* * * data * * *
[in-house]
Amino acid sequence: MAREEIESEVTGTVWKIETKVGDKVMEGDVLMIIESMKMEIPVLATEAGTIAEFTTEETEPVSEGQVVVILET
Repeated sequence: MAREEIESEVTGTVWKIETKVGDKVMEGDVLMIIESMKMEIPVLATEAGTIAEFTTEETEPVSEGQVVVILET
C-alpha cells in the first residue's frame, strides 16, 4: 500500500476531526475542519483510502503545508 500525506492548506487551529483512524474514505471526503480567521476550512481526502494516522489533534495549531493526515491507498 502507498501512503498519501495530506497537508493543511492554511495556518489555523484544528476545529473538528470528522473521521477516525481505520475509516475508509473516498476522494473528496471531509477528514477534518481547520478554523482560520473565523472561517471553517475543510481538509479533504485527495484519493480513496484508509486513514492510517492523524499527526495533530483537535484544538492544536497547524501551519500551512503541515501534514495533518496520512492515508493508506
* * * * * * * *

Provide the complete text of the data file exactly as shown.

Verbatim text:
[in-house]
Amino acid sequence: MAREEIESEVTGTVWKIETKVGDKVMEGDVLMIIESMKMEIPVLATEAGTIAEFTTEETEPVSEGQVVVILET
Repeated sequence: MAREEIESEVTGTVWKIETKVGDKVMEGDVLMIIESMKMEIPVLATEAGTIAEFTTEETEPVSEGQVVVILET
C-alpha cells in the first residue's frame, strides 16, 4: 500500500476531526475542519483510502503545508 500525506492548506487551529483512524474514505471526503480567521476550512481526502494516522489533534495549531493526515491507498 502507498501512503498519501495530506497537508493543511492554511495556518489555523484544528476545529473538528470528522473521521477516525481505520475509516475508509473516498476522494473528496471531509477528514477534518481547520478554523482560520473565523472561517471553517475543510481538509479533504485527495484519493480513496484508509486513514492510517492523524499527526495533530483537535484544538492544536497547524501551519500551512503541515501534514495533518496520512492515508493508506